A 15-minute drive north of Strahan will bring you to the remarkable Henty Dunes. These huge natural features are the largest sand dunes in Tasmania, with some stretching up to 30 metres high. They were carved in part by the vicious “Roaring Forties” – winds that whip up across the ocean and smash onto the West Coast – and are part of an important geological formation that was formed relatively recently (if you can call some time in the last 10,000 years recent). It’s the perfect place for an invigorating and cheap day out. Hire a toboggan in Strahan and ride it down the dunes as the wind tears through your hair, then get a good cardio workout as you huff and puff your way back up to the top. It’s also a guaranteed way to stay warm on even the coldest winter’s day. There are many culturally significant Aboriginal sites here – including middens – as well as nests for the many shorebirds that live here, so care and respect for this unique place should always be shown. Tip: there are no shops, water or toilet facilities at Henty Dunes, so come prepared.
West Coast Wilderness Railway
The West Coast railway line opened in 1897 as a means to transport copper from Queenstown to the port of Strahan up, and over the mountainous, wet countryside. It ran continuously until 1964, when the development of better roads into the West Coast meant there was less need for the railway and it fell into disrepair. But in the mid 1990s the state and federal governments committed money to help rebuild the railway, and it opened again in 2001 as a tourist attraction. The original steam engines are still used, and you travel in comfort with food, drinks service and historical commentary along the way. “Rug up and chill out,” is the winter motto. There’s a timeless romance about pulling away from a station in the early morning mist and disappearing with a puff of smoke into the mountains. The Tasmanian smoked salmon and glass of sparkling wine on offer doesn’t hurt, either. Winter tours leave from Queenstown and Strahan, on alternate days, travelling to the half way point of Dubbil Barril (not a spelling mistake) then returning. It’s about a four-hour trip, so settle in. The railway celebrates Christmas in July, with mulled wine and mince pies, and when the steam looks best.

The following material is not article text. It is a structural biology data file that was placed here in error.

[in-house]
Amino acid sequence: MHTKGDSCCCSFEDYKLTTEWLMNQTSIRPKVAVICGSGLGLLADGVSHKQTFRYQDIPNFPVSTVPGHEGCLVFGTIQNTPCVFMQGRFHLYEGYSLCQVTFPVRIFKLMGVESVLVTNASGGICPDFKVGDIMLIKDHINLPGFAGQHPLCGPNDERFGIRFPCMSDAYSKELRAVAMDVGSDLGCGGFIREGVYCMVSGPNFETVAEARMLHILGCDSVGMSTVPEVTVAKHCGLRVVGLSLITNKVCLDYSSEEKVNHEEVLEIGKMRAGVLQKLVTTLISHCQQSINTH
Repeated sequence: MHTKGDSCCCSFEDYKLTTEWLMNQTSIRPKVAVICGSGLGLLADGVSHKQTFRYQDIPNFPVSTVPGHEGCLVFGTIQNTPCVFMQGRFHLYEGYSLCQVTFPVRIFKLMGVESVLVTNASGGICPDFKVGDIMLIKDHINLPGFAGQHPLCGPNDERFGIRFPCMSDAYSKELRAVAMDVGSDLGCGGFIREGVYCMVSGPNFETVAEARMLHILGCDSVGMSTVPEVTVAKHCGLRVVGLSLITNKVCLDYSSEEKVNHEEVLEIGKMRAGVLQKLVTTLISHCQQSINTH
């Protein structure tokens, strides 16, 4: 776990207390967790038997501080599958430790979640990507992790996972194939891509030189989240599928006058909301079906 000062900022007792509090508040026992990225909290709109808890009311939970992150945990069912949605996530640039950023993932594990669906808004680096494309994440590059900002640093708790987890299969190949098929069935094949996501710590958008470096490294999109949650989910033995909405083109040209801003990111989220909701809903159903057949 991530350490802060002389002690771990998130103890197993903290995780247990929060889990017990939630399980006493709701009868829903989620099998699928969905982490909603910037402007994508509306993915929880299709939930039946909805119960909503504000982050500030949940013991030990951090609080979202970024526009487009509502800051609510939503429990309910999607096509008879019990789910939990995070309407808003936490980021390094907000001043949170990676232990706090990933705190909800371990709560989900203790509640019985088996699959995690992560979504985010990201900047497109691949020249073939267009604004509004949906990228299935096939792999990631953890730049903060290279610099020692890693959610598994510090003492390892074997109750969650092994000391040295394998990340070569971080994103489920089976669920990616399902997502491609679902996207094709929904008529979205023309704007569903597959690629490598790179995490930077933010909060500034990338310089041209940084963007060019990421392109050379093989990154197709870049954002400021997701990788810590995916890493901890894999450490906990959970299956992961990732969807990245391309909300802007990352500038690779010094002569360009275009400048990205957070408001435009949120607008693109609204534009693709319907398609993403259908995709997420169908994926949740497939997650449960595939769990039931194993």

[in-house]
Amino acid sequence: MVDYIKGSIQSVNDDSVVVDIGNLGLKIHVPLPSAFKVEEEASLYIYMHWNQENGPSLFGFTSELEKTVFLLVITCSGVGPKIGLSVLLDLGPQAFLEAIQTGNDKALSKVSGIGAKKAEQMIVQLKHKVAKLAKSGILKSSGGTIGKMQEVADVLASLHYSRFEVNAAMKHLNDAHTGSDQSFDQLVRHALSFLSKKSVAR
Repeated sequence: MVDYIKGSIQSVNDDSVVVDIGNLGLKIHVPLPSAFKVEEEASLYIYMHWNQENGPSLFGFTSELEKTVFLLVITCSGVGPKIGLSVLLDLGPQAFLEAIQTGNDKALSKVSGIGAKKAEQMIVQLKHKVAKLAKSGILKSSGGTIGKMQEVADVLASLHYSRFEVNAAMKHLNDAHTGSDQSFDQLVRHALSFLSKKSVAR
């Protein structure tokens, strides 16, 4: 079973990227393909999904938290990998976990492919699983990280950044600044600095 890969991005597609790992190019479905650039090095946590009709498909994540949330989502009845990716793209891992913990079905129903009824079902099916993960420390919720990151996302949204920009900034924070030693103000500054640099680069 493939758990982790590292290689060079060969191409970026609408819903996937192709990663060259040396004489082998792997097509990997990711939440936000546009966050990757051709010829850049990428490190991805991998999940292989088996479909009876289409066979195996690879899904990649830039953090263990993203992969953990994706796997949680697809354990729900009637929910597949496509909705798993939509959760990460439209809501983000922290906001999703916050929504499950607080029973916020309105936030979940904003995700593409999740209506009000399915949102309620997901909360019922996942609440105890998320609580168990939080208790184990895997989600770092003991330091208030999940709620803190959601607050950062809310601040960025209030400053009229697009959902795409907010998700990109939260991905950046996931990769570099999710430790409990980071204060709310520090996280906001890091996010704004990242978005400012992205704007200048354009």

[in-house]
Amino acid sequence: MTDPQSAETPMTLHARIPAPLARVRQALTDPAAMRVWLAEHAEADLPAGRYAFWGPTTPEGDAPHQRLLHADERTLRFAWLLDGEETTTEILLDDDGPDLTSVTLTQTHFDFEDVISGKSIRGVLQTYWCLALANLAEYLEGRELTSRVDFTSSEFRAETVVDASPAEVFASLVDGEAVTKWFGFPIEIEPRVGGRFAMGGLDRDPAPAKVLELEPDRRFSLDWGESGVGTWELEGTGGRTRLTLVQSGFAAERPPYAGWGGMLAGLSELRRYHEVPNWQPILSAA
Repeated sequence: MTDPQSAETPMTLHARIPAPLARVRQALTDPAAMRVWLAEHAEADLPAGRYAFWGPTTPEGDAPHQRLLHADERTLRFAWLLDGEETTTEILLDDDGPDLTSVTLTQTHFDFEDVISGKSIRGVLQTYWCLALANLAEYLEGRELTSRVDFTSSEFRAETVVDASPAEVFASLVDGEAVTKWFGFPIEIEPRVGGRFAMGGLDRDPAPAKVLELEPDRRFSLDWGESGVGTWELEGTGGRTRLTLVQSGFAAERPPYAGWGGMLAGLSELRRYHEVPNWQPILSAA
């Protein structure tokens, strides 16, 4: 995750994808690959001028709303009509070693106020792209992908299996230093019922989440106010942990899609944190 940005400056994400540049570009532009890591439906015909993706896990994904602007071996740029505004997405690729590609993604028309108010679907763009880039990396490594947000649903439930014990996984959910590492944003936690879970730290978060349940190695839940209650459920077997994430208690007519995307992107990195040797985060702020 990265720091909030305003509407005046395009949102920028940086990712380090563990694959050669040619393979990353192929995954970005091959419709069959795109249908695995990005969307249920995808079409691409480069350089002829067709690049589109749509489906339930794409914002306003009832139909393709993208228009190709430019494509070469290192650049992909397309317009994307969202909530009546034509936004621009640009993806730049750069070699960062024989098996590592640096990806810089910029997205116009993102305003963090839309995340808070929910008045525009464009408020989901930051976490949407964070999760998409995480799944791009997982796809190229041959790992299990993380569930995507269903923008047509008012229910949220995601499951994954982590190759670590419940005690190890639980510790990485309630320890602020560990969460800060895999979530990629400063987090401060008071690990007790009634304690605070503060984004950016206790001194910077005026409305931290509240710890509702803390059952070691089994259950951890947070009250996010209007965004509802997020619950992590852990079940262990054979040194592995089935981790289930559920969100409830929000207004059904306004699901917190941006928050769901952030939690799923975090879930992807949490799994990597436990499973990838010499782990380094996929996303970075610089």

The Local's Tour of the West Coast
Winter fun indoors and out as you explore the wild coast, pick through mining relics, get a history lesson and wash it all down with whisky.
Spray Tunnel, Zeehan
Drive half an hour to the charming town of Zeehan and walk the one-hour loop track through the historic Spray Tunnel, checking out the silver-mining relics along the way. Call into the fantastic West Coast Heritage Centre on the way back through town (the op-shops are also worth a look if you have time).
Morrison’s Huon Pine Sawmill
(03) 6471 7235
Morrison’s Huon Pine Sawmill
Drive back to Strahan and call into the historic mill on the wharf to see the giant vertical saw demonstration at 3pm. Learn how Huon Pine was harvested along the river beds and floated across Macquarie Harbour to be processed right where you stand. Pick up a locally crafted Huon Pine souvenir and chat to the knowledgeable proprietors Brendan and Kellie.
(03) 4671 4200
Climb the steps to View 42 and indulge in a whisky tasting session over looking Macquarie Harbour. Compare the many shades of the local Hellyers Road whisky and learn about the distillery history of Tasmania. Grab one of View 42’s platters if you’re feeling peckish.